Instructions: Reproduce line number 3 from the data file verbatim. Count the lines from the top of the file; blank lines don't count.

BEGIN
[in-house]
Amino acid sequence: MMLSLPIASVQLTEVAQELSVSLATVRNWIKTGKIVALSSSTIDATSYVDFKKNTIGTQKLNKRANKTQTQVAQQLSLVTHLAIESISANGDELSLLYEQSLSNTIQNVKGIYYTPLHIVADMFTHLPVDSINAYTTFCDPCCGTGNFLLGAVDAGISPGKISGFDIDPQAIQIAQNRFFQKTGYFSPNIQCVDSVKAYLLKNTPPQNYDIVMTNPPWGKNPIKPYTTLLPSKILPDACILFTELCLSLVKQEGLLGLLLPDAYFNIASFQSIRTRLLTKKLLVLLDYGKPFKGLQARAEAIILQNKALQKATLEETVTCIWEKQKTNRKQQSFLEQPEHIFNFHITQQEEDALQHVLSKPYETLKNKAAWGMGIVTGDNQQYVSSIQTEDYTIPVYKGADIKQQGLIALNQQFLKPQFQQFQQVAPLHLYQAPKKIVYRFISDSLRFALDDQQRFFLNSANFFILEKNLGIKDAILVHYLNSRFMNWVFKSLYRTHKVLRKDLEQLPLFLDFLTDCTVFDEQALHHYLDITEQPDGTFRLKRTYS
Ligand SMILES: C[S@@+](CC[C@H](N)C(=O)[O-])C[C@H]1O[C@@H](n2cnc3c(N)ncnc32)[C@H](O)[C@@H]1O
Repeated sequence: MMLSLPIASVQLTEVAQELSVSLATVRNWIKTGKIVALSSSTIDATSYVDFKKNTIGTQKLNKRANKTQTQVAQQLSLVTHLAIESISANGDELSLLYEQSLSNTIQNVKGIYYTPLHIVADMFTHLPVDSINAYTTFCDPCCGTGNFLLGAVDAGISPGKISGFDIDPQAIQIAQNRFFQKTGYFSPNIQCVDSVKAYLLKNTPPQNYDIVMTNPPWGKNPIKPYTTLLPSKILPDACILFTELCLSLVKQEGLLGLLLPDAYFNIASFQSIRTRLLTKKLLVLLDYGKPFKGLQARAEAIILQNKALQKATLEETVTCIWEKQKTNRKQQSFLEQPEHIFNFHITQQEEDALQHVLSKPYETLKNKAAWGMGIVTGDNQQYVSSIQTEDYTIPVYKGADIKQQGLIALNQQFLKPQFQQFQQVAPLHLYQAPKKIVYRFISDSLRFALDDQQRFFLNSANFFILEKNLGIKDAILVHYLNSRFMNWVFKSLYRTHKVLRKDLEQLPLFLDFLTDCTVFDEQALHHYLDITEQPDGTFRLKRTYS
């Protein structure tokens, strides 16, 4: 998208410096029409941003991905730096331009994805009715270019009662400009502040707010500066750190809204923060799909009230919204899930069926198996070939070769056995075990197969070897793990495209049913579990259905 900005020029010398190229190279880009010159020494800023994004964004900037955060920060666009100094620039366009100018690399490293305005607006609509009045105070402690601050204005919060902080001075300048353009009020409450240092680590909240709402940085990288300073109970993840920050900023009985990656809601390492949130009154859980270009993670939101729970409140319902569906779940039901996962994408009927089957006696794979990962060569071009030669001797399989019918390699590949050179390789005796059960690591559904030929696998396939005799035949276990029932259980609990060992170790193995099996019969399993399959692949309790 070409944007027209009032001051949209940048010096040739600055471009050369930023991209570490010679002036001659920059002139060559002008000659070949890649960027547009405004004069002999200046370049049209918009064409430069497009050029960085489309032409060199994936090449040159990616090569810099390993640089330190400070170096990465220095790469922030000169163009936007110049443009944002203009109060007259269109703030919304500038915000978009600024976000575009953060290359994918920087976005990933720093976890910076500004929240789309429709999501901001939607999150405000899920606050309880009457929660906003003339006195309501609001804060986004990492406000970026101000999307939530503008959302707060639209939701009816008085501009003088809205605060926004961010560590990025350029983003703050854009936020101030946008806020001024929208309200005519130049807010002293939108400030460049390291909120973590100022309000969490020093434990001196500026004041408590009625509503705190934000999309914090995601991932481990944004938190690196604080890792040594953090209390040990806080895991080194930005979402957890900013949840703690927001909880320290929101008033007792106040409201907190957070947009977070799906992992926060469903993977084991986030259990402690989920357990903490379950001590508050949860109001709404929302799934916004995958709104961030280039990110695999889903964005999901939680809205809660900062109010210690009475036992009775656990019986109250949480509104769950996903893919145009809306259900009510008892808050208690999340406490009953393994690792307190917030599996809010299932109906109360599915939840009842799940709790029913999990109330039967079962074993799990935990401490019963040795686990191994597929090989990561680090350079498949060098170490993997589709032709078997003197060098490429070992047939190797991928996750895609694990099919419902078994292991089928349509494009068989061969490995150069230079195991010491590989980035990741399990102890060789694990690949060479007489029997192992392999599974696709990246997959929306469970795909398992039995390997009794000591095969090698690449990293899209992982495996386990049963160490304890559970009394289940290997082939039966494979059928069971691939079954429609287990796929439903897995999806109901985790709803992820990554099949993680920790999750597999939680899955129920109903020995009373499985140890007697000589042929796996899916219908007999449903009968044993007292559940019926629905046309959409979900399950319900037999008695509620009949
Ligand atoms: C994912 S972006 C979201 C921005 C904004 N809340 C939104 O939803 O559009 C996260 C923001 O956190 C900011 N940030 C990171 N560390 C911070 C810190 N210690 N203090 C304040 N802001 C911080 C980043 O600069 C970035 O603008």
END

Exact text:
Ligand SMILES: C[S@@+](CC[C@H](N)C(=O)[O-])C[C@H]1O[C@@H](n2cnc3c(N)ncnc32)[C@H](O)[C@@H]1O